If you ever ask my wife to come up with one moment where she was sure that our wedding would never take place, it will take all of two seconds for her to come up with the answer:
“When he played Trivial Pursuit with my mother.”
We had been engaged for about six months when The Missus and I were at her mom and dad’s for some event. As things wound down, her mom asked if we could all play a game and someone fatefully chose Trivial Pursuit.
As a trivia geek and huge fan of brain games, I was happy to give this a run. However, as the game unfolded, all sorts of weird shit started happening.
I kept getting leisure questions from the Sports and Leisure category, an area I usually dominate. I couldn’t land on a pie piece. When I did, it was the one question I couldn’t answer. On the other hand, every other question seemed to be from the kindergarten question box, and suddenly I was way behind and really out of whack.
I kept getting more and more pissed off at this and my ire was palpable. Finally when my mother-in-law finished me off, I pissed and moaned about it to the point where this sweet lady who taught learning disabled children with an unparalleled kindness refused to ever play with me again.
After that, I did my best to get away from game scenarios in mixed company. It wasn’t so much that I didn’t want to lose. I just didn’t want to be that guy any more. It was ridiculous, but when you put me in an environment like that, there was this chance that I’d somehow become like Mr. Hyde on meth. I tried to keep myself from doing it, but it always failed. Thus, like an alcoholic who won’t walk past a bar or keeps booze out of his house, I stayed the hell away from competitive group games.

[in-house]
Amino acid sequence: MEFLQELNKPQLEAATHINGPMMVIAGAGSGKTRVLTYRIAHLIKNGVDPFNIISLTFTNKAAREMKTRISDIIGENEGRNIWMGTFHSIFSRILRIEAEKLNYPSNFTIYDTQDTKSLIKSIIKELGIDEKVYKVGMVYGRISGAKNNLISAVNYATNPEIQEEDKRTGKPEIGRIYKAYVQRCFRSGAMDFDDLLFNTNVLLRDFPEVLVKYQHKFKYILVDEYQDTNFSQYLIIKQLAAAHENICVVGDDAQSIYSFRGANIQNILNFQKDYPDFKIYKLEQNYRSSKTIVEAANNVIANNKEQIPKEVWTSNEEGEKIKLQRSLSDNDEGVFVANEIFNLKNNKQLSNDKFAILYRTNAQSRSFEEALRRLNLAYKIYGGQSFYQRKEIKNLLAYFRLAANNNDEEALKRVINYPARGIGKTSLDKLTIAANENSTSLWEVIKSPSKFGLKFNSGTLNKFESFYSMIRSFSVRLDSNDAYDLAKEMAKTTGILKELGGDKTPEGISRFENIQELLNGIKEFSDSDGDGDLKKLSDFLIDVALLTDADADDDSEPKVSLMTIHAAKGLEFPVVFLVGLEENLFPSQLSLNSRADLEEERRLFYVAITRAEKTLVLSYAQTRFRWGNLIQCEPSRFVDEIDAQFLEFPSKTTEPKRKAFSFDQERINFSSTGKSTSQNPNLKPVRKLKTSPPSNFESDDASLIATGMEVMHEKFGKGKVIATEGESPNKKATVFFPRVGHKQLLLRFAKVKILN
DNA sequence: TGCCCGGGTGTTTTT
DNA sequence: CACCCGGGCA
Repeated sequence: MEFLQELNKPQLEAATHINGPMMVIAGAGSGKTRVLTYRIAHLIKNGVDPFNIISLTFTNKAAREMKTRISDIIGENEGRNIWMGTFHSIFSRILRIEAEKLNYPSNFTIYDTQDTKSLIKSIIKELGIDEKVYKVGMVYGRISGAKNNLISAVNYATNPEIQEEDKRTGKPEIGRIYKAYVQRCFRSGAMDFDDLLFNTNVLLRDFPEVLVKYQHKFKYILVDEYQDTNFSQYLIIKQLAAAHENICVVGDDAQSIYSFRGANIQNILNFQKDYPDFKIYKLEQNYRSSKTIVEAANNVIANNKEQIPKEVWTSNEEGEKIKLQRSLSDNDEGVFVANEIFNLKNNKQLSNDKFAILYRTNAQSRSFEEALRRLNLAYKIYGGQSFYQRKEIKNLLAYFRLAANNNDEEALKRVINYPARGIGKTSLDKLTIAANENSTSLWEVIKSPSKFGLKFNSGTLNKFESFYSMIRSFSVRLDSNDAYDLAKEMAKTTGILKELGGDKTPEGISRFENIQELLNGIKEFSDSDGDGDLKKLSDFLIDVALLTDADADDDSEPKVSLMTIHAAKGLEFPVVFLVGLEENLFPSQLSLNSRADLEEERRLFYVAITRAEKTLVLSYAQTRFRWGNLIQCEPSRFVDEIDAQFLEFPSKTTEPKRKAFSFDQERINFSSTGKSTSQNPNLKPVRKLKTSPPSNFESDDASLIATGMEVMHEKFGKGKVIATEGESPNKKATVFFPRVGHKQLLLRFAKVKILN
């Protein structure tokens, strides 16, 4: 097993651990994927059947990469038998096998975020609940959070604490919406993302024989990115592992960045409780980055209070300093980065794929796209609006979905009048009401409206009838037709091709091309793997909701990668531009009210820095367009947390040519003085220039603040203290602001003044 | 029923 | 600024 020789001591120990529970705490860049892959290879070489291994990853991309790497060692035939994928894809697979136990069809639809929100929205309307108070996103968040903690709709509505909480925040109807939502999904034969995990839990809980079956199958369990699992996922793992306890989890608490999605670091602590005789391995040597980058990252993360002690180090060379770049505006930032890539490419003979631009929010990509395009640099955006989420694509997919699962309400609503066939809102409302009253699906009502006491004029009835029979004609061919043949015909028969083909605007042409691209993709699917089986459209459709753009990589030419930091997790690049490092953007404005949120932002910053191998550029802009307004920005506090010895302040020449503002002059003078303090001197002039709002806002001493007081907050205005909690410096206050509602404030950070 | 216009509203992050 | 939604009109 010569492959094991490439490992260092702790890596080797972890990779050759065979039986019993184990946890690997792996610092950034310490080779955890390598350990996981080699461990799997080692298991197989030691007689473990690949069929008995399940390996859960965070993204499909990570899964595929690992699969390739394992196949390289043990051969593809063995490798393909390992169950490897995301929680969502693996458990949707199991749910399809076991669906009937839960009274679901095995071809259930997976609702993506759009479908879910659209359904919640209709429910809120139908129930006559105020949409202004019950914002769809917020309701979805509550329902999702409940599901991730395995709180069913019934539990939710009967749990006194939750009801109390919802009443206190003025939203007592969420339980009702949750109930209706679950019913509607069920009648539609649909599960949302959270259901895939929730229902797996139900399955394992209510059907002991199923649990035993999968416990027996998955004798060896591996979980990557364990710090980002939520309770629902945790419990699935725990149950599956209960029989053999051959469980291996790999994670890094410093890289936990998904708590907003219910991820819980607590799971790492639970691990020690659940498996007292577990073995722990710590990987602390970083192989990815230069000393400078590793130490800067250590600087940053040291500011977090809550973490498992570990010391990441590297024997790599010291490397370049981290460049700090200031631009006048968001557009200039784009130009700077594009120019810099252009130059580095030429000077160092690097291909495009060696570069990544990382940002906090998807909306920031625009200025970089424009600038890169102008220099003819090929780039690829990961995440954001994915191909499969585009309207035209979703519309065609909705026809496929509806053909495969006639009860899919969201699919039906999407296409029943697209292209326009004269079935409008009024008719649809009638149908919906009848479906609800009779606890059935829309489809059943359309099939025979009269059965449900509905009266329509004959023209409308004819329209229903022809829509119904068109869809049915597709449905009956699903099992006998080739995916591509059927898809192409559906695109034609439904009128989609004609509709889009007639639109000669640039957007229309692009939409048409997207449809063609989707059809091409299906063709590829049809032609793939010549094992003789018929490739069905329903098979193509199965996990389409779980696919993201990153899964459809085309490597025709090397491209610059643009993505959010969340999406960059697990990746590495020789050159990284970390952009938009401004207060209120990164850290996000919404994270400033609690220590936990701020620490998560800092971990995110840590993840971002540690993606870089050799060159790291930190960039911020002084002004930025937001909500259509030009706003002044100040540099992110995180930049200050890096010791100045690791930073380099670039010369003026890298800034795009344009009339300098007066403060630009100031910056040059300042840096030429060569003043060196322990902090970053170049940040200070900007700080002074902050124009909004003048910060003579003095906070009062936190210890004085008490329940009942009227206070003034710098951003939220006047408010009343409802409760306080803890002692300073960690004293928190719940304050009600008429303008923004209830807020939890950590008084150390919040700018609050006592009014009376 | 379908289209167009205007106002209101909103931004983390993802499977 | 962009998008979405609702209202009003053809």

I won’t play anything with my brother-in-law, simply because he loves to needle people when he’s winning and I’m afraid I’ll do or say something really stupid.
When we would play games in groups, I tried to avoid being involved. If we had to do a game night, I’d suggest cooperative games like Contagion, where it’s all of you against the game. If the goal of the game was to dick over other people, count me out.
It is into this cauldron of personal inner-turmoil that the events of last Saturday arrived.
The Midget and her friends play basketball in a Y league as part of a school extracurricular activity. They play in a third/fourth grade mixed league, where not only are they the youngest team, they’re also the smallest. In watching them take practice shots, the parents are often cheering if a kid actually gets the ball up to the rim.
So, you can imagine how poorly things go when there are actual defenders on the floor and the kids all crowd under the basket like they’re rushing the stage at a One Direction concert.